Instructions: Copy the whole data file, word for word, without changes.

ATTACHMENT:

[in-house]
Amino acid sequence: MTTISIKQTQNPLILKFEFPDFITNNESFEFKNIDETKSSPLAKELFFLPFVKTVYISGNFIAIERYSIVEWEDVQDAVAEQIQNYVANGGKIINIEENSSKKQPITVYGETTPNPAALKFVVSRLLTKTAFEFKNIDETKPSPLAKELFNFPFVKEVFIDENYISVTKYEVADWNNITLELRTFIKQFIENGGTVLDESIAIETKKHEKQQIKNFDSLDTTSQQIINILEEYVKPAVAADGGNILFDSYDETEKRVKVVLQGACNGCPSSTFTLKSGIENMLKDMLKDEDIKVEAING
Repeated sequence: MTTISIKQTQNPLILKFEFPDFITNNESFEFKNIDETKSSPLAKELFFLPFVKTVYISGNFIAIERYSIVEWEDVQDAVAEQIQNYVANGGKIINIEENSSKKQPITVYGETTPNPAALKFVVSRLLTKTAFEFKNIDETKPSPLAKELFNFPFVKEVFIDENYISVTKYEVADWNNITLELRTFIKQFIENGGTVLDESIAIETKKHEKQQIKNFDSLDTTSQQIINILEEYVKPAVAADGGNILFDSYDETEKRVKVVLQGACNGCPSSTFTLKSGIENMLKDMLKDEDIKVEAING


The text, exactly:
[in-house]
Amino acid sequence: MTTISIKQTQNPLILKFEFPDFITNNESFEFKNIDETKSSPLAKELFFLPFVKTVYISGNFIAIERYSIVEWEDVQDAVAEQIQNYVANGGKIINIEENSSKKQPITVYGETTPNPAALKFVVSRLLTKTAFEFKNIDETKPSPLAKELFNFPFVKEVFIDENYISVTKYEVADWNNITLELRTFIKQFIENGGTVLDESIAIETKKHEKQQIKNFDSLDTTSQQIINILEEYVKPAVAADGGNILFDSYDETEKRVKVVLQGACNGCPSSTFTLKSGIENMLKDMLKDEDIKVEAING
Repeated sequence: MTTISIKQTQNPLILKFEFPDFITNNESFEFKNIDETKSSPLAKELFFLPFVKTVYISGNFIAIERYSIVEWEDVQDAVAEQIQNYVANGGKIINIEENSSKKQPITVYGETTPNPAALKFVVSRLLTKTAFEFKNIDETKPSPLAKELFNFPFVKEVFIDENYISVTKYEVADWNNITLELRTFIKQFIENGGTVLDESIAIETKKHEKQQIKNFDSLDTTSQQIINILEEYVKPAVAADGGNILFDSYDETEKRVKVVLQGACNGCPSSTFTLKSGIENMLKDMLKDEDIKVEAING